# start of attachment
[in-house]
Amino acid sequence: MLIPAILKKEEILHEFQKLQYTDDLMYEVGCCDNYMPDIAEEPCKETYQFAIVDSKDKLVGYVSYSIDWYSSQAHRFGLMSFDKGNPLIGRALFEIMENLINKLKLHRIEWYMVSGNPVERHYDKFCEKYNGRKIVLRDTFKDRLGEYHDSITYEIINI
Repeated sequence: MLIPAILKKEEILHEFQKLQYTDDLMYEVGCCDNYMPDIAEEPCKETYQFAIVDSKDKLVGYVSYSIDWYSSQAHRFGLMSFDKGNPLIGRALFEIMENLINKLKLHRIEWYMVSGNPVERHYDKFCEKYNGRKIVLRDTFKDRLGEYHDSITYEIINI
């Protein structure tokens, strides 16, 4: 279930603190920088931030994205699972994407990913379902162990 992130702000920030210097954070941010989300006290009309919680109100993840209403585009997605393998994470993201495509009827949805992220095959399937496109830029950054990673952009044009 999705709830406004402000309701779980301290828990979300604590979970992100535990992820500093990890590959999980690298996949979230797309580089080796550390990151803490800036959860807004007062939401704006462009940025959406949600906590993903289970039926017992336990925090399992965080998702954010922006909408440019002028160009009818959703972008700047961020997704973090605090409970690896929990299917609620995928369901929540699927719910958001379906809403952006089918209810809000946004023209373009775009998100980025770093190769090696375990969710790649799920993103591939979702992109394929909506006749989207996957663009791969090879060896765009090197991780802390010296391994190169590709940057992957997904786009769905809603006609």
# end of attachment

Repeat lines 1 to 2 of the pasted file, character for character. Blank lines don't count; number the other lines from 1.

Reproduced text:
[in-house]
Amino acid sequence: MLIPAILKKEEILHEFQKLQYTDDLMYEVGCCDNYMPDIAEEPCKETYQFAIVDSKDKLVGYVSYSIDWYSSQAHRFGLMSFDKGNPLIGRALFEIMENLINKLKLHRIEWYMVSGNPVERHYDKFCEKYNGRKIVLRDTFKDRLGEYHDSITYEIINI